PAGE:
Media News

McCain-Obama debate draws 52.4 million viewers

LOS ANGELES (Reuters) - The nationally televised sparring session last week between John McCain and Barack Obama drew 52.4 million U.S. viewers, Nielsen Media Research reported on Monday, a substantial but mediocre figure as U.S. presidential debates go.

The tally for Friday’s 90-minute debate between the Republican and Democratic presidential nominees fell well shy of the first debate four years ago between President George W. Bush and his Democratic challenger, Sen. John Kerry, which drew 62.5 million viewers, Nielsen said.

The two subsequent Bush-Kerry face-offs in October 2004 averaged 46.7 million and 51.2 million viewers, respectively.

But all those numbers pale in comparison with the 80.6 million viewers who saw the Oct. 28, 1980, showdown between President Jimmy Carter and Republican challenger Ronald Reagan. That matchup, the only one between Carter and Reagan, ranks as the most watched televised presidential debate since 1976, the year Nielsen began counting individual viewers.

Before that, the audience was tallied according to household ratings -- a measure of the percentage of homes with TV sets that tune into a broadcast.

By that measure, the historic first three matchups in 1960 between Democrat John Kennedy and Republican Richard Nixon rank as the top three presidential debates, garnering household ratings of 61.0, 59.5 and 59.1, respectively.

The Carter-Reagan debate ranks fourth, with a 58.9 rating, followed by the fourth and last Nixon-Kennedy bout at 57.8.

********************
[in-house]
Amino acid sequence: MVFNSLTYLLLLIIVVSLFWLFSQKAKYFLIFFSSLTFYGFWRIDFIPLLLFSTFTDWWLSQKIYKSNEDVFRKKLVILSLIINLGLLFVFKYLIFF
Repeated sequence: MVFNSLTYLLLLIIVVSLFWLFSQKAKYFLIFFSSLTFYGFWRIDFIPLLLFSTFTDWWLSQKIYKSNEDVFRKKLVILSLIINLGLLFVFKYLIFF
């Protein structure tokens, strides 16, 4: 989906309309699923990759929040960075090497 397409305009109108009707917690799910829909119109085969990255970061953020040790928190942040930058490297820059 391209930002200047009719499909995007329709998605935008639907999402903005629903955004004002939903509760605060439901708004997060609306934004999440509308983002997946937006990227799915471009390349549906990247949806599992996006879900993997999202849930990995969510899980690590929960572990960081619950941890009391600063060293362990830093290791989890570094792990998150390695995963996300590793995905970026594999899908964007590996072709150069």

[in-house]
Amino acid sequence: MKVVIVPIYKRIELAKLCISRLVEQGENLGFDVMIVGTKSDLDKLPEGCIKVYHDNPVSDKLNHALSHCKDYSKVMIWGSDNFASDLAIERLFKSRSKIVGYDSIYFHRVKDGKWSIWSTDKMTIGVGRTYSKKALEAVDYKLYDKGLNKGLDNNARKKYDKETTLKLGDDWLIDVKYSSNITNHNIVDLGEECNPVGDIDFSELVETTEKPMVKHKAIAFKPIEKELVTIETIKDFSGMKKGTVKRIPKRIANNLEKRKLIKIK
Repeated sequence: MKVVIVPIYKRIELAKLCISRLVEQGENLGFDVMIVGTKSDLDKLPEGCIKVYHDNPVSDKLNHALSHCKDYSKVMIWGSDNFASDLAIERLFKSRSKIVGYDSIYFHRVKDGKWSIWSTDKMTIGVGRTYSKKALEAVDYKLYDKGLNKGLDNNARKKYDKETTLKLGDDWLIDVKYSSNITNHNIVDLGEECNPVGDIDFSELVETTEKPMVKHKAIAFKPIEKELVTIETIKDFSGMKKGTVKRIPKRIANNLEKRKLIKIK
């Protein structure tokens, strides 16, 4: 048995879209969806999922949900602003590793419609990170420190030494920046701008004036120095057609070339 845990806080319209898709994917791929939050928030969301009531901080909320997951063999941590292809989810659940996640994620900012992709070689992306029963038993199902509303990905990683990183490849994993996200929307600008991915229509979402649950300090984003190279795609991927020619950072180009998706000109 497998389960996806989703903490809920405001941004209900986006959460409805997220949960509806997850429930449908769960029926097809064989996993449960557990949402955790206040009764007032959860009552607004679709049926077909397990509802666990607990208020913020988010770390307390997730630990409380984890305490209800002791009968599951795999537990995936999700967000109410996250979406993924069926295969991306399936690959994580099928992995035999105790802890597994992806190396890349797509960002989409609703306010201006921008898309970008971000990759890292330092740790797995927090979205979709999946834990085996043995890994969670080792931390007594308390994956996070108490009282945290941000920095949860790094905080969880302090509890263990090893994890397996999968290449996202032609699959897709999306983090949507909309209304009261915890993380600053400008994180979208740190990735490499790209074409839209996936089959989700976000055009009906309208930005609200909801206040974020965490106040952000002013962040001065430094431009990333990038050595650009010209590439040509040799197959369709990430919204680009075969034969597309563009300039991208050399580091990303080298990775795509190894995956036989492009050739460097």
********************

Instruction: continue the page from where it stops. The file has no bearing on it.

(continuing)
The McCain-Obama debate, which a number of polls said gave a modest boost to the Democratic nominee, scored a household rating of 31.6.

Ratings expectations for the event at the University of Mississippi had run high in light of intense public interest in what the candidates had to say about the financial crisis and the record audiences they drew to their national conventions.

But Robert Thompson, a media scholar at Syracuse University, said he was surprised that the overall level of excitement that has surrounded the 2008 presidential race failed to generate greater viewer enthusiasm for the first debate.

“It wasn’t a bad number,” he said. “But it certainly wasn’t the kind of blockbuster number you could expect -- this being one the major episodes of what’s been the most exciting miniseries of this past year.”

Some suggested the debate may have suffered from airing on a Friday night, generally the second least-watched evening of the week after Saturdays.

If that was the case, the Democratic and Republican nominees for vice president, Delaware Sen. Joe Biden and Alaska Gov. Sarah Palin, may look forward to a bigger audience for their debate on Thursday -- traditionally the heaviest night of TV viewing.

McCain and Obama still have two more debates to go -- a town hall-style event on Oct. 7 at Belmont University in Nashville, Tennessee, and a debate on domestic and economic policy slated for Oct. 15 at Hofstra University in New York.

Editing by Peter Cooney